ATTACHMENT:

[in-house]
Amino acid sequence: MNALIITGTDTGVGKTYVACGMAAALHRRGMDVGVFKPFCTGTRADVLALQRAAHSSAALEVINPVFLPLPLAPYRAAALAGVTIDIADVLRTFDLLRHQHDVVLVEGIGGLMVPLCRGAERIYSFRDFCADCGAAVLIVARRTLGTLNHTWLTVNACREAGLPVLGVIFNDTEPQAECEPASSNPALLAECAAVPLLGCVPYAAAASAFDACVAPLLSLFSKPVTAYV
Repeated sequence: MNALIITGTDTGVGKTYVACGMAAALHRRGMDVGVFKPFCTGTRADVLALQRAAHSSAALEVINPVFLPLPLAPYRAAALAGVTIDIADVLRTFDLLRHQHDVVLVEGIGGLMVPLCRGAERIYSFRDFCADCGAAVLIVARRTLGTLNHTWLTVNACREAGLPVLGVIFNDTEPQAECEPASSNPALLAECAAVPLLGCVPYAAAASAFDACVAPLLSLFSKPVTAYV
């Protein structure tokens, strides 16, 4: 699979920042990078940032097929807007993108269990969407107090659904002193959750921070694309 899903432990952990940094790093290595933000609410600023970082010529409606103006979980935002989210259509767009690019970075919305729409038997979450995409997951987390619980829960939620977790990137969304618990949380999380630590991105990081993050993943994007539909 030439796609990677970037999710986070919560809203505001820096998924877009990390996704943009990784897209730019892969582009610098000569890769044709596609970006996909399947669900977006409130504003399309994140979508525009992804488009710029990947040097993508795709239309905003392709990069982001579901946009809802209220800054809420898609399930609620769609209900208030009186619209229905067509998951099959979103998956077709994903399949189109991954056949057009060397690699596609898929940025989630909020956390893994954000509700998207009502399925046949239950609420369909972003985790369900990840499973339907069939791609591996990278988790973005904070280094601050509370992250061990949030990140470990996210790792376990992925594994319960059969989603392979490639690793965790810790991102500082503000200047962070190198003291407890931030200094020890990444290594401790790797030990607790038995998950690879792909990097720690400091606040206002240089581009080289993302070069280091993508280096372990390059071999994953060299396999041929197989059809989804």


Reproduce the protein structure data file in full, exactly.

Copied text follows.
[in-house]
Amino acid sequence: MNALIITGTDTGVGKTYVACGMAAALHRRGMDVGVFKPFCTGTRADVLALQRAAHSSAALEVINPVFLPLPLAPYRAAALAGVTIDIADVLRTFDLLRHQHDVVLVEGIGGLMVPLCRGAERIYSFRDFCADCGAAVLIVARRTLGTLNHTWLTVNACREAGLPVLGVIFNDTEPQAECEPASSNPALLAECAAVPLLGCVPYAAAASAFDACVAPLLSLFSKPVTAYV
Repeated sequence: MNALIITGTDTGVGKTYVACGMAAALHRRGMDVGVFKPFCTGTRADVLALQRAAHSSAALEVINPVFLPLPLAPYRAAALAGVTIDIADVLRTFDLLRHQHDVVLVEGIGGLMVPLCRGAERIYSFRDFCADCGAAVLIVARRTLGTLNHTWLTVNACREAGLPVLGVIFNDTEPQAECEPASSNPALLAECAAVPLLGCVPYAAAASAFDACVAPLLSLFSKPVTAYV
């Protein structure tokens, strides 16, 4: 699979920042990078940032097929807007993108269990969407107090659904002193959750921070694309 899903432990952990940094790093290595933000609410600023970082010529409606103006979980935002989210259509767009690019970075919305729409038997979450995409997951987390619980829960939620977790990137969304618990949380999380630590991105990081993050993943994007539909 030439796609990677970037999710986070919560809203505001820096998924877009990390996704943009990784897209730019892969582009610098000569890769044709596609970006996909399947669900977006409130504003399309994140979508525009992804488009710029990947040097993508795709239309905003392709990069982001579901946009809802209220800054809420898609399930609620769609209900208030009186619209229905067509998951099959979103998956077709994903399949189109991954056949057009060397690699596609898929940025989630909020956390893994954000509700998207009502399925046949239950609420369909972003985790369900990840499973339907069939791609591996990278988790973005904070280094601050509370992250061990949030990140470990996210790792376990992925594994319960059969989603392979490639690793965790810790991102500082503000200047962070190198003291407890931030200094020890990444290594401790790797030990607790038995998950690879792909990097720690400091606040206002240089581009080289993302070069280091993508280096372990390059071999994953060299396999041929197989059809989804």